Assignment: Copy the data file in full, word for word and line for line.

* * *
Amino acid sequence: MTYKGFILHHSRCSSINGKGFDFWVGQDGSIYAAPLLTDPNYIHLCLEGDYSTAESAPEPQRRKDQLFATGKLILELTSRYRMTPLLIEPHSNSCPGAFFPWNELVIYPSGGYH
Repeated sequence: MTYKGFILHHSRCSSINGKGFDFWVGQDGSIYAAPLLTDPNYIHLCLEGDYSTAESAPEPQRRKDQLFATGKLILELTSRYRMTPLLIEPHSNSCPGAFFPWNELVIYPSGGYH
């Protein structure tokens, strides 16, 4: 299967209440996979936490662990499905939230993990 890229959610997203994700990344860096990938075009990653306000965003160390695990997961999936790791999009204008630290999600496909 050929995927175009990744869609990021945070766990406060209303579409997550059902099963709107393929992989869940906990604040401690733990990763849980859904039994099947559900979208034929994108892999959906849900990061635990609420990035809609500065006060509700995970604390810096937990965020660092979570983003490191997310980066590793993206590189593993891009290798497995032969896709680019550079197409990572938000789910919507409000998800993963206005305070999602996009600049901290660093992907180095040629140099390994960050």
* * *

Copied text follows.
Amino acid sequence: MTYKGFILHHSRCSSINGKGFDFWVGQDGSIYAAPLLTDPNYIHLCLEGDYSTAESAPEPQRRKDQLFATGKLILELTSRYRMTPLLIEPHSNSCPGAFFPWNELVIYPSGGYH
Repeated sequence: MTYKGFILHHSRCSSINGKGFDFWVGQDGSIYAAPLLTDPNYIHLCLEGDYSTAESAPEPQRRKDQLFATGKLILELTSRYRMTPLLIEPHSNSCPGAFFPWNELVIYPSGGYH
């Protein structure tokens, strides 16, 4: 299967209440996979936490662990499905939230993990 890229959610997203994700990344860096990938075009990653306000965003160390695990997961999936790791999009204008630290999600496909 050929995927175009990744869609990021945070766990406060209303579409997550059902099963709107393929992989869940906990604040401690733990990763849980859904039994099947559900979208034929994108892999959906849900990061635990609420990035809609500065006060509700995970604390810096937990965020660092979570983003490191997310980066590793993206590189593993891009290798497995032969896709680019550079197409990572938000789910919507409000998800993963206005305070999602996009600049901290660093992907180095040629140099390994960050």